President Donald Trump on Tuesday evening fired FBI Director James Comey, amid rising controversy over what Comey told Congress regarding a top Hillary Clinton aide and an ongoing investigation into Russian interference in the presidential election.

Numerous Democrats are calling for appointment of a special prosecutor to investigate questions surrounding Russia, claiming the Justice Department and FBI no longer are independent.

The White House said Trump informed Comey he was being terminated based on the recommendations of both Attorney General Jeff Sessions and Deputy Attorney General Rod Rosenstein.

Trump issued a firing letter to Comey, in which the president appeared to thank Comey for telling him the FBI wasn’t investigating him. The letter said.

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I have received the attached letters from the Attorney General and Deputy Attorney General of the United States recommending your dismissal as the Director of the Federal Bureau of Investigation. I have accepted their recommendations and you are hereby terminated and removed from office effective immediately.

While I greatly appreciate, you informing me, on three separate occasions, that I am not under investigation, I nevertheless concur with the judgment of the Department of Justice that you are not able to effectively lead the bureau.

It is essential that we find new leadership for the FBI that restores public trust and confidence in its vital law enforcement mission.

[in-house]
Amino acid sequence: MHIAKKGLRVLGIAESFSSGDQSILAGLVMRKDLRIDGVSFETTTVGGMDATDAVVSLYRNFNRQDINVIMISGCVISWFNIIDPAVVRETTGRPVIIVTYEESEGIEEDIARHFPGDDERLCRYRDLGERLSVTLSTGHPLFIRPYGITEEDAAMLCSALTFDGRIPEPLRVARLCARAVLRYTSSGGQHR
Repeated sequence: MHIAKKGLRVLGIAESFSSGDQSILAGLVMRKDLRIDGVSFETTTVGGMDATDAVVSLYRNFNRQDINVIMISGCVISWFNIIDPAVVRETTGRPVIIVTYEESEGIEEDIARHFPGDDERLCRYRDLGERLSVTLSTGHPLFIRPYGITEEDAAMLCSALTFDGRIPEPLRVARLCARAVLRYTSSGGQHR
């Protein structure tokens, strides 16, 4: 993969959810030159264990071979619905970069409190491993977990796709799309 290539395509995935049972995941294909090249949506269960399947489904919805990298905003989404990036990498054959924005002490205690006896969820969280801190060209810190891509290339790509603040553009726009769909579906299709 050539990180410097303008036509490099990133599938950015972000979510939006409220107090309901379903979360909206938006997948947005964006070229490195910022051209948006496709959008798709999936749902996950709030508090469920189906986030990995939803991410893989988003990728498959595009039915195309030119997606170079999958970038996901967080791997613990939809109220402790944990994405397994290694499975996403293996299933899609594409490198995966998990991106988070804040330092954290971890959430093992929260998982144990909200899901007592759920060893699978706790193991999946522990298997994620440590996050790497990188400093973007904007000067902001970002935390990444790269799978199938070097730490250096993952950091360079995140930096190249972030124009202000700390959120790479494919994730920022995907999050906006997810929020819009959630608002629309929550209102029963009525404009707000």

I wish you the best of luck in future endeavors.

In a public statement, Trump said:

The FBI is one of our nation’s most cherished and respected institutions and today will mark a new beginning for our crown jewel of law enforcement.

Comey last week testified before the Senate Judiciary Committee that Clinton confidant and campaign aide Huma Abedin forwarded “hundreds of thousands” of Clinton emails to her husband’s laptop computer. Clinton was secretary of state at the time, and some emails allegedly included classified information.

The FBI clarified in a letter to the committee Tuesday that only a “small number” of emails had been forwarded.

President Barack Obama nominated Comey in 2013 to what was supposed to be a 10-year appointment after his more than 30 years in law enforcement.

Early on as president, Trump announced he would keep Comey as FBI director,publicly giving him a hug and whispering something in his ear two days after his Jan. 20 inauguration.

President Donald Trump greets FBI Director James Comey during a Jan. 22 law enforcement event at the White House. (Photo: Pool/ABACA/Newscom)

Comey announced in July that the FBI would not recommend that the Justice Department charge Clinton for conducting official and often sensitive State Department business with a private email account over a private server.

In October, 11 days before the Nov. 8 presidential election, Comey announced the discovery of emails sent by Abedin to the laptop of her husband, former New York congressman Anthony Weiner. Two days before the election, Comey announced that the FBI had cleared Clinton.

In a public interview, Clinton recently blamed Comey in part for her loss in the presidential race.

Senate Judiciary Chairman Charles Grassley, R-Iowa, issued a critical statement on Comey following the news of his firing. He said: